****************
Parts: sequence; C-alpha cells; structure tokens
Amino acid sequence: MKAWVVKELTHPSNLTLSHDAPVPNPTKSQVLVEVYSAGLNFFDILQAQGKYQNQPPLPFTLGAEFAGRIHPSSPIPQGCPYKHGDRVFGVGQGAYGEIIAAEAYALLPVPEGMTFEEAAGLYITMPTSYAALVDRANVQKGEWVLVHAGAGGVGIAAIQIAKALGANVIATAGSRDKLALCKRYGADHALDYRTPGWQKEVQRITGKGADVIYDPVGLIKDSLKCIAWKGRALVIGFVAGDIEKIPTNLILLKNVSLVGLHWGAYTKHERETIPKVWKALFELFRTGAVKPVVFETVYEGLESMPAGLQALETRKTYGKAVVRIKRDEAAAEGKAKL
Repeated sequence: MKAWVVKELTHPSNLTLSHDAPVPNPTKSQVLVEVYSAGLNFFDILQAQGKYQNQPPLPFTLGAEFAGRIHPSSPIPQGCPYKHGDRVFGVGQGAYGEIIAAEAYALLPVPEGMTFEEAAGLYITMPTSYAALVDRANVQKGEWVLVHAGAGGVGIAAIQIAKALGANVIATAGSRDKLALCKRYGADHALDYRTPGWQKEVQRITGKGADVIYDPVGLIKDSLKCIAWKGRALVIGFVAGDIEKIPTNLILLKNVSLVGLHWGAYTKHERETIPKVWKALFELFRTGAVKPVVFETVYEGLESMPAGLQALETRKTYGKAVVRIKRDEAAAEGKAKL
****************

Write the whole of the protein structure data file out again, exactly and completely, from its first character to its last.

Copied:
Parts: sequence; C-alpha cells; structure tokens
Amino acid sequence: MKAWVVKELTHPSNLTLSHDAPVPNPTKSQVLVEVYSAGLNFFDILQAQGKYQNQPPLPFTLGAEFAGRIHPSSPIPQGCPYKHGDRVFGVGQGAYGEIIAAEAYALLPVPEGMTFEEAAGLYITMPTSYAALVDRANVQKGEWVLVHAGAGGVGIAAIQIAKALGANVIATAGSRDKLALCKRYGADHALDYRTPGWQKEVQRITGKGADVIYDPVGLIKDSLKCIAWKGRALVIGFVAGDIEKIPTNLILLKNVSLVGLHWGAYTKHERETIPKVWKALFELFRTGAVKPVVFETVYEGLESMPAGLQALETRKTYGKAVVRIKRDEAAAEGKAKL
Repeated sequence: MKAWVVKELTHPSNLTLSHDAPVPNPTKSQVLVEVYSAGLNFFDILQAQGKYQNQPPLPFTLGAEFAGRIHPSSPIPQGCPYKHGDRVFGVGQGAYGEIIAAEAYALLPVPEGMTFEEAAGLYITMPTSYAALVDRANVQKGEWVLVHAGAGGVGIAAIQIAKALGANVIATAGSRDKLALCKRYGADHALDYRTPGWQKEVQRITGKGADVIYDPVGLIKDSLKCIAWKGRALVIGFVAGDIEKIPTNLILLKNVSLVGLHWGAYTKHERETIPKVWKALFELFRTGAVKPVVFETVYEGLESMPAGLQALETRKTYGKAVVRIKRDEAAAEGKAKL